New mother Lily Fleet posted a cleverly-edited video dressing her son Ari that happened to be spotted by optometrist Laura Brown.
Noticing Ari’s left eye had a cloudy appearance and an outward squint during a short few seconds of the video, she messaged Fleet suggesting she get the eight-week-old checked out.
The tests revealed he had congenital glaucoma, which required an urgent operation to open a tube in his eye so fluid could drain out.
Lily had been to the doctors already, but had been turned away, until she went armed with Brown’s advice.
“When we saw the specialists they said this isn’t often picked up before seven months so we’re very lucky,” said Fleet, from East London. “I wasn’t surprised because I had noticed his eye and been to the doctor but Laura encouraged me to make sure I saw a specialist which made all the difference.”
“I’m so grateful to her for reaching out. It’s something I’ll never forget. It would be lovely to have an impact on someone’s life like that,” she added.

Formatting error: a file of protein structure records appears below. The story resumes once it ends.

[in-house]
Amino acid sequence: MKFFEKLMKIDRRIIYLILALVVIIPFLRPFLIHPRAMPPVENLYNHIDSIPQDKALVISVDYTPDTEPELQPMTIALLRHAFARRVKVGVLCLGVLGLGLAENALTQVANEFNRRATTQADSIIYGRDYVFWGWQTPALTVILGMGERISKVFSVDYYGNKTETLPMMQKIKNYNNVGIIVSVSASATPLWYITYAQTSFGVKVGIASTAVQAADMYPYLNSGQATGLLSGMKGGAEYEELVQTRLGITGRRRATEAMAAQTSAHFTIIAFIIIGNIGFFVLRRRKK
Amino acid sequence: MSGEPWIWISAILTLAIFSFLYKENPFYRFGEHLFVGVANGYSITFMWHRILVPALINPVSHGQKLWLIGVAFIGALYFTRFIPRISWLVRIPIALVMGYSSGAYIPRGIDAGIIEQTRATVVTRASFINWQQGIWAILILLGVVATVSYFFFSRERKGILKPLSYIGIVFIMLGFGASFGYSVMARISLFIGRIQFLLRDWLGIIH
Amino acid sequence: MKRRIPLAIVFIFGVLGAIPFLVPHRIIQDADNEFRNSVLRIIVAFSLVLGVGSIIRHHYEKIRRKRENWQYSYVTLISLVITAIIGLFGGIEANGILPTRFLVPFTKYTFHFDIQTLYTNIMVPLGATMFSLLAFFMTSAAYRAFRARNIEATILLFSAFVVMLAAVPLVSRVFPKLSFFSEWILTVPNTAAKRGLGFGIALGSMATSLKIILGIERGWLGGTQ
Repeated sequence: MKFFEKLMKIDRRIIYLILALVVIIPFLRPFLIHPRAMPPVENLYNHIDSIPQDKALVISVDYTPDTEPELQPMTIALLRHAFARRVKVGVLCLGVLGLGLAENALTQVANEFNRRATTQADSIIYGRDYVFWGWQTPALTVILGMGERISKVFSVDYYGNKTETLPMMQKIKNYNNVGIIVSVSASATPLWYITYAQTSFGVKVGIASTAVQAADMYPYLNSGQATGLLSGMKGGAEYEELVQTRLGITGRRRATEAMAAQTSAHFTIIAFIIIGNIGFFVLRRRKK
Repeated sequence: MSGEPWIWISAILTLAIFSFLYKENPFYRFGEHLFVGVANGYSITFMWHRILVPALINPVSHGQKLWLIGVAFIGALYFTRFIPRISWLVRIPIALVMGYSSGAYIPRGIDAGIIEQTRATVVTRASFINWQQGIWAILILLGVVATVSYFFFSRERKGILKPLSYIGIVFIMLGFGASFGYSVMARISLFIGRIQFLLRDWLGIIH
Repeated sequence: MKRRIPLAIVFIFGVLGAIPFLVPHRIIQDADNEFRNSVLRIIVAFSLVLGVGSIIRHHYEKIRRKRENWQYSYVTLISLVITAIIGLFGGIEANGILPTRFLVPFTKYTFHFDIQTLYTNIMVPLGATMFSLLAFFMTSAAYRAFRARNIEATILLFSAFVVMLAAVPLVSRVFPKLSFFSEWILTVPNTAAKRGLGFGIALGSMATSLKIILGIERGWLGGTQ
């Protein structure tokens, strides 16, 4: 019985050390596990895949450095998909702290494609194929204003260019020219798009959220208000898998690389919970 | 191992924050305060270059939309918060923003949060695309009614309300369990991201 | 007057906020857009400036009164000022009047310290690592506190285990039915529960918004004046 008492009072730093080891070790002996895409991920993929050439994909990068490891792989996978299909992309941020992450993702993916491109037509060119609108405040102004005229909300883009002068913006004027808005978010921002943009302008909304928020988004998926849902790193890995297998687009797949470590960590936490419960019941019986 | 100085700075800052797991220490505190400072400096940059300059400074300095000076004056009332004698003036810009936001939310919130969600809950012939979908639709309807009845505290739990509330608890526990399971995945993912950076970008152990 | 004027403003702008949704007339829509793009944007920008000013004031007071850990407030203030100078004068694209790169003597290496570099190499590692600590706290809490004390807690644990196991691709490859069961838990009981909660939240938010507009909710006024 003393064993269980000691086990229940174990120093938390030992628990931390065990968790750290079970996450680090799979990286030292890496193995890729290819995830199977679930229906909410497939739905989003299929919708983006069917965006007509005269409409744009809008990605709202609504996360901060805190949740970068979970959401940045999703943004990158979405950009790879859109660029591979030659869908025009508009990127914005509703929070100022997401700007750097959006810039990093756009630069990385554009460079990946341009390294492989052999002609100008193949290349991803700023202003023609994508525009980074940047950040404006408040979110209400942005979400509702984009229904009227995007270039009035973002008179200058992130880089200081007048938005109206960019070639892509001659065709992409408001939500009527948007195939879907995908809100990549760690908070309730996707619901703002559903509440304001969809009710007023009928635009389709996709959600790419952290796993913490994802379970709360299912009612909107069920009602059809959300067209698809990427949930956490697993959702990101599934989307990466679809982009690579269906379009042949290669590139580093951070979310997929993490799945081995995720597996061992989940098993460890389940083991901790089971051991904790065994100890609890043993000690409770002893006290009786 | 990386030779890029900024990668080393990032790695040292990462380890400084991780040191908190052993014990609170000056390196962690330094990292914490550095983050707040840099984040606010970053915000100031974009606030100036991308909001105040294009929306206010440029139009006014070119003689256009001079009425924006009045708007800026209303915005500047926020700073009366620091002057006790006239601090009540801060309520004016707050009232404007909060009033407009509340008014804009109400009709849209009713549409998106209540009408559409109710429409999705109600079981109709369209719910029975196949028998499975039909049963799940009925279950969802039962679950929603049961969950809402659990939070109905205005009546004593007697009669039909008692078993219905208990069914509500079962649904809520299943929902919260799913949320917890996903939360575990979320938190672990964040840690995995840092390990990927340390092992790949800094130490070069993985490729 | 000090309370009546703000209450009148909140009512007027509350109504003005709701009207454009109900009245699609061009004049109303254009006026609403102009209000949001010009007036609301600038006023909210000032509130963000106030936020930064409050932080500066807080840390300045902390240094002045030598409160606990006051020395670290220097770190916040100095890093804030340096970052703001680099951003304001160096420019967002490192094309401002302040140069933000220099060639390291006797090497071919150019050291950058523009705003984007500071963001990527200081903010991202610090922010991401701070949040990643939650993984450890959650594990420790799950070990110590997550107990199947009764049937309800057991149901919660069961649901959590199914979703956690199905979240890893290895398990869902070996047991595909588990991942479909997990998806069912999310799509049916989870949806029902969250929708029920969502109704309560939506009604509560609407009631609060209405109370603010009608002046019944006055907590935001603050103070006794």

Untreated, glaucoma can eventually lead to blindness. Fleet said she had noticed Ari’s eye wasn’t focusing properly and had been reassured it was fine by her doctor at his six week check up.
She was told to come back if the squint hadn’t self-corrected by three months. The cloudiness, which is caused by the undrained fluid, appeared a week later.
“I was in two minds about reaching out,” Brown, herself a mother of two, admits. “I worried about being the crazy lady on the internet. But you don’t always get specialists looking at a baby that young so I decided to go for it.”
“He would 100% have lost all or most of the vision in that eye in a couple of months, if it had been left untreated,” Brown said, adding that parents shouldn’t ignore their instincts about their child’s health.
“If you think there’s anything with the eyes that you’re not sure about, get it checked out by an optometrist: they are the ones who do eye tests.”